Daily Family Worship

Psalm 73: The Doubter’s Psalm

by | May 20, 2024

psalm 73

The 73rd Psalm is a very striking record of the mental struggle which a particular child of God underwent when he contemplated the respective conditions of the righteous and the wicked in this life. Fresh from the conflict, he somewhat abruptly opens the Psalm with a confident enunciation of the truth which had given him victory over his doubt: “God is good to Israel, even to such as are of a clean heart!” And then he tells us of the nearly-fatal shock which his faith had received when he contrasted the prosperity of the wicked and the adversity that the righteous often experience. The unrighteous proudly condemn God and man, and yet they seem to prosper and increase in worldly riches. And in contrast, Asaph thought of how he had cleansed his heart and washed his hands in innocence; and yet he had been “plagued all the day long and chastened every morning” (verses 13-14). 

Foolish and wicked people often seem to have a great share of outward prosperity. They seem to have the least share of the troubles of this life, and they seem to have the greatest share of its comforts. They live without the fear of God, and yet they prosper and get on very well in this world. And yet at the same time, we behold many Godly persons who hardly know what good health is, and who die with great sufferings. Often the wicked are not frightened by the remembrance of their sins, nor by the prospect of their misery; they die without terror. One of their most fearful characteristics (verse 9) is that “they set their mouth against the heavens.” Against God Himself, they aim their blasphemies. Yet they would do well to leave Him alone, for their pride will make them enemies enough without their defying Him. But as if that was not bad enough, “their tongue” also “walketh through the earth.” Leisurely and habitually, they traverse the whole world to find victims for their slander and abuse. Their tongue prowls in every corner far and near, and spares none. They try to be universal censors; but in truth, they are universal nuisances. Like the serpent, they go nowhere without leaving their slime behind them; if there was another Eden to be found, its innocence and beauty would not preserve it from their filthy trail. They themselves are worthy of all honor, beyond measure; and all the rest of mankind are knaves, fools, hypocrites, or worse. When these persons’ tongues are out for a walk, all who meet them are unhappy indeed; but unfortunately, it is impossible to entirely avoid them – for in both hemispheres, they take their perambulations; and on both land and sea, they make their voyages. The city is not free from them, and the country village swarms with them. Their whip has a long lash, and reaches both high and low.

As Asaph witnessed all of this in the world around him, his conscience wavered for a moment. He even began to wonder if there was any advantage at all to devoting one’s life and service to the Lord, since it apparently brought no earthly benefit – at least, not all of the time (verses 13-14). So how is it that he did not fall into the abyss? How were his doubts removed? How was his tottering faith re-established? He did believe in God; however, like a ship swinging at anchor, he swayed back and forth by the ebb and the flow of the tide – but he did not drift from his moorings! A vast change was worked in his heart and on his perspective on life and all that was going on around him. And this change was effected by his going into the house of God! This is the Divinely-appointed place where the Lord graciously answers those who are perplexed and pained, and who kneel down and humbly pray, “Speak, Lord, for thy servant heareth!” It is here, in the sanctuary of the Lord, that we can see the relationship of this brief and broken life on earth to the wide and boundless Kingdom of the eternal, where everything will be made right at last! In that happy land, the sorrowful effects of sin will no longer be known. In that blissful Kingdom, the children of God shall no longer suffer from the abuses and hatred of the wicked. The Word of God promises us that there is a magnificent future – veiled, but certain – for which the present inequalities are the necessary and merciful preparation. You may be moving in the twilight now; but it is the morning twilight, which shall assuredly be followed by the glory of eternity – when all these tangled problems shall be smoothed out, and the confusing mess of things on this earth shall be made plain in the light of heaven. Therefore, let us pray for grace to wait calmly until the clouds roll by! Let us remember that our God is continually with us (verse 23); and let us never forget that even now, He is guiding us here on earth, until the time comes for Him to receive us into glory (verse 24).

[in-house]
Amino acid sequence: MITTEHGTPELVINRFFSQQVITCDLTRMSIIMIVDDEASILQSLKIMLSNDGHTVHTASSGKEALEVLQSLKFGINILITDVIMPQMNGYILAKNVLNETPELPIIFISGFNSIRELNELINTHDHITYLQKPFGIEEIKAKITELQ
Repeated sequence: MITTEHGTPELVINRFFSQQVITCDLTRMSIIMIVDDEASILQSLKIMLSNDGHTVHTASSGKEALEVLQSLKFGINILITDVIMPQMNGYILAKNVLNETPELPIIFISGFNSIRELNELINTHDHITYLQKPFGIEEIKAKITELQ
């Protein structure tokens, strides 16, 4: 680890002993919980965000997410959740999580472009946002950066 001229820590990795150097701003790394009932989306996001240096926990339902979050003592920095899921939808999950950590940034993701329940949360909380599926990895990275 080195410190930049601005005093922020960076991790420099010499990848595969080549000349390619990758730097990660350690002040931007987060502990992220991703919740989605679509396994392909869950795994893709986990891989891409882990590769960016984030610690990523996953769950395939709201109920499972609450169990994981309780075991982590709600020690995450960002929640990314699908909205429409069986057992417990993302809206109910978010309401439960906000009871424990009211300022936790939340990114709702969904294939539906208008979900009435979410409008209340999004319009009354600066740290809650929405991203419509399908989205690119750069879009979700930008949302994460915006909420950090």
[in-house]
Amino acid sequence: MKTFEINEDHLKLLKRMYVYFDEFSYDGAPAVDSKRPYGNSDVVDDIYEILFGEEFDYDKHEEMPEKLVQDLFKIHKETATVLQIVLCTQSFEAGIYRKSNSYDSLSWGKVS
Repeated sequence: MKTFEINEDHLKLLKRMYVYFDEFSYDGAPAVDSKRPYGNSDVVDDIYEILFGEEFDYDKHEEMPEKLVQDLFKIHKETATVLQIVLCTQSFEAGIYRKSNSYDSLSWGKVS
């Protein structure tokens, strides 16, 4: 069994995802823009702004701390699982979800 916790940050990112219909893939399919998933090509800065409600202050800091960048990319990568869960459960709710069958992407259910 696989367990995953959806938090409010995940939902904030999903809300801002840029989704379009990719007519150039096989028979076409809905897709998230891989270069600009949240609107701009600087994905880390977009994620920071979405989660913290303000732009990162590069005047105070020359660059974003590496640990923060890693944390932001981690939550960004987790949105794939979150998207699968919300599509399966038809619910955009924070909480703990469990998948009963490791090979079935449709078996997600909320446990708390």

Lord Jehovah, we thank You for continually keeping Your presence with us, and for guiding us with Your right hand. We praise You as the One Who is truly the strength of our heart, both now and forevermore! Amen.

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